David Kennedy-Cutler, whose Antarctic art will also appear in our nearly-finished work-in-progress book, told us about a cool thing at The Explorers Club New York – someone secretly planted contemporary art into the archive, including some of his Antarctic soap images. I can find nothing more about the show but love the new+old. That’s where David had to go get some of his work from recently to be shot to include in The Antarctic Book of Cooking and Cleaning.
Please check out our forthcoming book to see his work. But for fun now, here was another show at The Explorer’s Club this summer. This clever exhibition pertains to explorers, science and discovery in another part of the world, a country that also has an Antarctic research station. There, Wendy learned to make dumplings.
Mark Dion Project Considers Sterling Clark’s 1908-09 Expedition to China
May 7, 2012, Williamstown, MA–The Sterling and Francine Clark Art Institute presents a new installation by artist Mark Dion, Phantoms of the Clark Expedition, reflecting on the history of exploration and on an expedition to North China that the Institute’s founder Sterling Clark undertook in 1908. On view May 9 to August 3, 2012, the installation consists of a series of dioramas and sculptures representing objects and specimens that would have been used or collected during expeditions that occurred in that era. The installation is being presented at The Explorers Club at 46 East 70th Street in New York.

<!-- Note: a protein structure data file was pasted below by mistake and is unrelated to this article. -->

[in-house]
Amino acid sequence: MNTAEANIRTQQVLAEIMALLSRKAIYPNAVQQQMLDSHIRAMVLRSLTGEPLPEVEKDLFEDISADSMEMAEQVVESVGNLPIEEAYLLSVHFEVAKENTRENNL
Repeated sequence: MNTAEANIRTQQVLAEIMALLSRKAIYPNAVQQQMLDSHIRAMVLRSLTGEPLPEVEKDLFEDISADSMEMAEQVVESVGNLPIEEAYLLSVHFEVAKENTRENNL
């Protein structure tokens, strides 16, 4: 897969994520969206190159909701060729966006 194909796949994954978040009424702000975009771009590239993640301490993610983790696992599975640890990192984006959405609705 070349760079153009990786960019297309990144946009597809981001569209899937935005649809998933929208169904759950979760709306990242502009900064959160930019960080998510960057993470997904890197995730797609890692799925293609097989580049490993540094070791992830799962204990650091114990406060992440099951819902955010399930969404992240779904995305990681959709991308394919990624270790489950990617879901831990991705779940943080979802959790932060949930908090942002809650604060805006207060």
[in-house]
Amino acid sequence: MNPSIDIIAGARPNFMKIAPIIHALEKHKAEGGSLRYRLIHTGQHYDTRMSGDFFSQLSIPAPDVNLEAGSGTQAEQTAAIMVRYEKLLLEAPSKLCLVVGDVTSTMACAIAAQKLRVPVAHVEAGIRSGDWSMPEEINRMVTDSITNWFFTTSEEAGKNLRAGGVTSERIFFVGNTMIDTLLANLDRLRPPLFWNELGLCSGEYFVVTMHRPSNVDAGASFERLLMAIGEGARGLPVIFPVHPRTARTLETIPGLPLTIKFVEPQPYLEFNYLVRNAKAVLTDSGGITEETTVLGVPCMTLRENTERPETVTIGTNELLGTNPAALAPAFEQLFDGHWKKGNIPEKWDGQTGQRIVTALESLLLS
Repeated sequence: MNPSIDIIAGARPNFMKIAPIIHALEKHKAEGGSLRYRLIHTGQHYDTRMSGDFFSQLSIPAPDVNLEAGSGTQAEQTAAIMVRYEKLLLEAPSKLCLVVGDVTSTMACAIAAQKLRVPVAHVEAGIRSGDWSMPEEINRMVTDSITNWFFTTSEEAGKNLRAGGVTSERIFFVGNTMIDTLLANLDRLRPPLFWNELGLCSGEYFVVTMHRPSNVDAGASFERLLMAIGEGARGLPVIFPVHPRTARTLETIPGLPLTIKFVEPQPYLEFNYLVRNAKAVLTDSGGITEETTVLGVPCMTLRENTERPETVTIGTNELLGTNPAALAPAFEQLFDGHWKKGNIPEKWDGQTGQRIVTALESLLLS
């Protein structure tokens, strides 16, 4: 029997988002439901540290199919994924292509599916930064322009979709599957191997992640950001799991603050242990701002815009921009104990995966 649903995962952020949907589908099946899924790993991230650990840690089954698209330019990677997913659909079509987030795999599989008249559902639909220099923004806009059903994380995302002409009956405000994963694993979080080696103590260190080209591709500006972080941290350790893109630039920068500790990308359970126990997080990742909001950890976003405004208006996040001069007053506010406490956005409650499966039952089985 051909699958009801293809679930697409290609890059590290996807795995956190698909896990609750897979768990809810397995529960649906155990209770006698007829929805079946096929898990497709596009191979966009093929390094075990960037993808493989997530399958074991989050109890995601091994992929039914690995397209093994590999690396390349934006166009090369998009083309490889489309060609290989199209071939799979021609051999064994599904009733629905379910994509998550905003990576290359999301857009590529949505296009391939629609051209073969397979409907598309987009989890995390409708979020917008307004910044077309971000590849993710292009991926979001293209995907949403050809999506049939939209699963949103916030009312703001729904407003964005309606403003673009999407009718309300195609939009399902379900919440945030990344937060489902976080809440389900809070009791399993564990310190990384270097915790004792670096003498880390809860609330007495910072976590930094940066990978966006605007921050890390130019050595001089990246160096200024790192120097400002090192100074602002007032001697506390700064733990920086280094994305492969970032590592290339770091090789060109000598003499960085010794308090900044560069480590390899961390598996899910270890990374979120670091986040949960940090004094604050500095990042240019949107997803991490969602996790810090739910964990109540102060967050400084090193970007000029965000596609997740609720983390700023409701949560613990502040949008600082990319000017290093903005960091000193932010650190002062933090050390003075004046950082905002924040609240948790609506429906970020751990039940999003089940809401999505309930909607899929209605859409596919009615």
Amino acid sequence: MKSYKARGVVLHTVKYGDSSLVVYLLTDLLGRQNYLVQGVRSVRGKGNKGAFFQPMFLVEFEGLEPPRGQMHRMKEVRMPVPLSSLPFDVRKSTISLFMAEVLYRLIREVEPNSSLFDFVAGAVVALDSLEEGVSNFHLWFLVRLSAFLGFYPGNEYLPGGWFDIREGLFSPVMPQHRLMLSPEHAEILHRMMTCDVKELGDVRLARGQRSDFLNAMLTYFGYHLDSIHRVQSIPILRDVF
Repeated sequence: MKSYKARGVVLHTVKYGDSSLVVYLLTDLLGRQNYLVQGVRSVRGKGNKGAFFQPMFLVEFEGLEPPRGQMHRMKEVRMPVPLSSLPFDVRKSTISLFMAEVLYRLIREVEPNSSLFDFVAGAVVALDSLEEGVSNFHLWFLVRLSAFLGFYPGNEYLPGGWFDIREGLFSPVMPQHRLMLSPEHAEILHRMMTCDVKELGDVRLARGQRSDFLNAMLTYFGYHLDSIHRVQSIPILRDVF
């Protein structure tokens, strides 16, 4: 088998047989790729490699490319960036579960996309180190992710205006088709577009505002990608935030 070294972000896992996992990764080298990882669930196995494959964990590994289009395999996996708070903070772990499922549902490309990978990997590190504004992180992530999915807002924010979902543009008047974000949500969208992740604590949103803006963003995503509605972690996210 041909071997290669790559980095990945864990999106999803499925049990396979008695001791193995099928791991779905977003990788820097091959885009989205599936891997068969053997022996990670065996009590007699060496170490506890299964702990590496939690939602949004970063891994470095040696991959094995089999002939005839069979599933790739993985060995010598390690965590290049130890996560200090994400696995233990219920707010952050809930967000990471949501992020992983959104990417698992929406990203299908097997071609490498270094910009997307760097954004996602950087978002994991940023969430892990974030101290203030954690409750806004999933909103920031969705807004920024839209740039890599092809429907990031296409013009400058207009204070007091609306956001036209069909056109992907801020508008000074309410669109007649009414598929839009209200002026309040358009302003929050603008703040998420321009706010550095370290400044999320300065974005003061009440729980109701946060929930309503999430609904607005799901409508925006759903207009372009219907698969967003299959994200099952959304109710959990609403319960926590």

The Clark commissioned Dion to create the new work as part of the Institute’s commemoration of the centennial of the 1912 publication of Through Shên-kan: The Account of the Clark Expedition in North China, 1908–9, written by Sterling Clark and naturalist Arthur deCarle Sowerby. The Explorers Club site was selected both for its connections to the history of exploration and for its links to the Clark family’s history. The brick townhouse was the former home of Sterling Clark’s brother Stephen, and is the current site of the Clark’s New York office.
“Mark has created a provocative project with compelling connections to the idea of exploration and to early interest in northwest China,” said Michael Conforti, director of the Clark. “Mark’s work adds a fresh, contemporary dimension to our founder’s previously overlooked contribution to science and learning.”
Read more on Hyperallergic: Sensitive to Art & its Discontents site, “The Ambition and Arrogance of Exploration”